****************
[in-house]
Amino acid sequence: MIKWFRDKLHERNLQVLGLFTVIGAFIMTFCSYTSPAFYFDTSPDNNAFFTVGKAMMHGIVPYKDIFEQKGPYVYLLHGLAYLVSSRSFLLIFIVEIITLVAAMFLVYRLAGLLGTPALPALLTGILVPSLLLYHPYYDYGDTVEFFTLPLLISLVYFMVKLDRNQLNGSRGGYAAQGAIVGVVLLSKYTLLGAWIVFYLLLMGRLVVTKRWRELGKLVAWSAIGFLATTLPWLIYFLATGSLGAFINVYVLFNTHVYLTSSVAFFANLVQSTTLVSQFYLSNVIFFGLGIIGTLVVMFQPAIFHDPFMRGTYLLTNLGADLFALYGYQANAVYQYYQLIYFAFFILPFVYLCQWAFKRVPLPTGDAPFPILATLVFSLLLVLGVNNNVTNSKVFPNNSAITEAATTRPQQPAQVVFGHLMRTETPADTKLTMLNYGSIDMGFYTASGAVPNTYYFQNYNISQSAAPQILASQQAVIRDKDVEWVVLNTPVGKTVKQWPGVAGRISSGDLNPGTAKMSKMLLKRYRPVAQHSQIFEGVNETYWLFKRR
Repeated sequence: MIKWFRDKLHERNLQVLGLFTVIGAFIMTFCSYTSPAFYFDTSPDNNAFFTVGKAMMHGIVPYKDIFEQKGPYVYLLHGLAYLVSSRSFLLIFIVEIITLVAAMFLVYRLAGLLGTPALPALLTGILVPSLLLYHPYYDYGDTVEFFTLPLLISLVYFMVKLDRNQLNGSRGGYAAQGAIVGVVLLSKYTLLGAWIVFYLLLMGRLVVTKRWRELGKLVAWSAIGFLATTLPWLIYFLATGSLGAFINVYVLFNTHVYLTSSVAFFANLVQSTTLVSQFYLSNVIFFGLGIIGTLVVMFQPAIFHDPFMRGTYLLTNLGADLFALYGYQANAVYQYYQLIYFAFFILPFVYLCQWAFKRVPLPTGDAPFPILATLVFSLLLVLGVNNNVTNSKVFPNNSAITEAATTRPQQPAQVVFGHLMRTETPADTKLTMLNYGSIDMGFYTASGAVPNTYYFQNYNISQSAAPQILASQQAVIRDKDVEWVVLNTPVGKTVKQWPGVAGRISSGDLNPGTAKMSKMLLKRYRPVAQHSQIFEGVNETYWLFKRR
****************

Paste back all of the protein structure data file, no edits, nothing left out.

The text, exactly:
[in-house]
Amino acid sequence: MIKWFRDKLHERNLQVLGLFTVIGAFIMTFCSYTSPAFYFDTSPDNNAFFTVGKAMMHGIVPYKDIFEQKGPYVYLLHGLAYLVSSRSFLLIFIVEIITLVAAMFLVYRLAGLLGTPALPALLTGILVPSLLLYHPYYDYGDTVEFFTLPLLISLVYFMVKLDRNQLNGSRGGYAAQGAIVGVVLLSKYTLLGAWIVFYLLLMGRLVVTKRWRELGKLVAWSAIGFLATTLPWLIYFLATGSLGAFINVYVLFNTHVYLTSSVAFFANLVQSTTLVSQFYLSNVIFFGLGIIGTLVVMFQPAIFHDPFMRGTYLLTNLGADLFALYGYQANAVYQYYQLIYFAFFILPFVYLCQWAFKRVPLPTGDAPFPILATLVFSLLLVLGVNNNVTNSKVFPNNSAITEAATTRPQQPAQVVFGHLMRTETPADTKLTMLNYGSIDMGFYTASGAVPNTYYFQNYNISQSAAPQILASQQAVIRDKDVEWVVLNTPVGKTVKQWPGVAGRISSGDLNPGTAKMSKMLLKRYRPVAQHSQIFEGVNETYWLFKRR
Repeated sequence: MIKWFRDKLHERNLQVLGLFTVIGAFIMTFCSYTSPAFYFDTSPDNNAFFTVGKAMMHGIVPYKDIFEQKGPYVYLLHGLAYLVSSRSFLLIFIVEIITLVAAMFLVYRLAGLLGTPALPALLTGILVPSLLLYHPYYDYGDTVEFFTLPLLISLVYFMVKLDRNQLNGSRGGYAAQGAIVGVVLLSKYTLLGAWIVFYLLLMGRLVVTKRWRELGKLVAWSAIGFLATTLPWLIYFLATGSLGAFINVYVLFNTHVYLTSSVAFFANLVQSTTLVSQFYLSNVIFFGLGIIGTLVVMFQPAIFHDPFMRGTYLLTNLGADLFALYGYQANAVYQYYQLIYFAFFILPFVYLCQWAFKRVPLPTGDAPFPILATLVFSLLLVLGVNNNVTNSKVFPNNSAITEAATTRPQQPAQVVFGHLMRTETPADTKLTMLNYGSIDMGFYTASGAVPNTYYFQNYNISQSAAPQILASQQAVIRDKDVEWVVLNTPVGKTVKQWPGVAGRISSGDLNPGTAKMSKMLLKRYRPVAQHSQIFEGVNETYWLFKRR